The Haitian nationals detained in Guyana for suspected human trafficking are expected to be released very soon, since a group of businesspersons is initiating the process to have the adults granted their work permits so they can remain in Guyana.
Fifteen Haitian nationals (eight children and seven adults) who were detained by
the immigration authorities last month can now breathe a sigh of relief since a group of businesspersons will begin the formal application process to have them granted the permits. The businesspersons will also be providing accommodation and employment for the Haitians.
A group, led by activist Mark Jacobs met with Citizenship Minister Winston Felix, on Wednesday at his Waterloo Street office in Georgetown and informed him that they would be taking full responsibility for the detainees.
“We’ve been given an opportunity to apply for these persons to stay in Guyana. There are persons here willing to accommodate these persons with employment and place to stay. I am not sure how long the process would take, but we are back here tomorrow with the applications to begin that process,” Jacobs informed.
The persons were detained on the grounds of arriving in Guyana as part of a human trafficking ring since their hotel appointments were cancelled and they were reportedly on their way to other locations. The detained persons are being housed at a Night Shelter in East La Penitence.
However, Jacobs said that the authorities have been unable to ascertain whether the persons were brought here as part of the trafficking ring or came here for other purposes. He added that the group, comprising business folk, members of the Guyana Bar Association and civil society, are working assiduously to ensure that those detained are given back their possessions so that they can stay in the country.
“The Police position has been that these persons were trafficked and that has changed, because they have not been able to verify that these persons are being trafficked,” he said.
Since the news of the detainment of the Haitian nationals got out, several persons on Facebook and other social media platforms expressed their disgust at the Government’s handling of the situation. There is the call for a more compassionate approach in dealing with the issue, since children are involved coupled with the fact that the detainees could not communicate with officers.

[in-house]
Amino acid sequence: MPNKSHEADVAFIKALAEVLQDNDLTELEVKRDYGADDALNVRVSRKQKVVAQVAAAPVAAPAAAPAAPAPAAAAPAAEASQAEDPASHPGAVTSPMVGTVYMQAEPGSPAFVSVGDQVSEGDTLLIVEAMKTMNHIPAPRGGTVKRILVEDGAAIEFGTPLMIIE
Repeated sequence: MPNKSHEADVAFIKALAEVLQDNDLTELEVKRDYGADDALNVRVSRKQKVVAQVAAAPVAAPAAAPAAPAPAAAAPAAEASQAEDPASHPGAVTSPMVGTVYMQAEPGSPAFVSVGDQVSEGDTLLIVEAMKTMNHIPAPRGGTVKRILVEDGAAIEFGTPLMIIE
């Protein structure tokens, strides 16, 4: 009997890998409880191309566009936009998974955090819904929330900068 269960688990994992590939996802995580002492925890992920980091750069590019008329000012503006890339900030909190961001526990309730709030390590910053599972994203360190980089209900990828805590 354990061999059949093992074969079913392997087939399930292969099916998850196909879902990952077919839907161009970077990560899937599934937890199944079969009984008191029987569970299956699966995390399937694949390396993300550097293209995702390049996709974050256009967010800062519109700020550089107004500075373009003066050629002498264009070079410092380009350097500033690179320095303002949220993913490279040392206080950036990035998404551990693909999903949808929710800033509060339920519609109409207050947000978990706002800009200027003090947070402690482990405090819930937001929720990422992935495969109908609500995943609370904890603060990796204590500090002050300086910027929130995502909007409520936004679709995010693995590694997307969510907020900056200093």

Jacobs said that the only reason they were being allowed to remain in Guyana was because the Government was refusing to pay for their return airfares and the persons did not have enough money. “Concerned persons would have stepped forward to sponsor these persons and have them stay in Guyana and they have expressed their willingness to stay in Guyana,” he said.
Two of the three recommendations include halting the deportation of the persons in custody and that they be released. However, the group was informed that the Guyana Police Force is handling the matter, it is being treated as a criminal investigation, and as such, they would have to consult the Crime Chief, Wendell Blanum on the way forward.
“The Minister didn’t make any offers per se, we requested it. From the beginning, there were persons who stepped forward as a humanitarian gesture and said that we need to get these out,” Jacobs said when asked whether Minister Felix offered to grant the detainees work permits as an option to remain in Guyana.
Of the eight children detained, the parents of one child could not be found and as such, he was basically considered an orphan, because it was unclear how and who he came to Guyana with.
Those detained are: Limat Naiomi Cherubin, Jeannot Simeon; Guirant Dafeline; Denise Clement, Alterique Marizier, Nicholas Duclevil, Vilege Jacquet, 11-year-old Blondina Julien, 10-year-old Sandine Jerome, 16-year-old Gueraldine Clement, 12-year-old Carline Clement, 9-year-old Grego Clement, 11-year-old Sanite Jacquet and 12-year-old Diuenne Jacquet.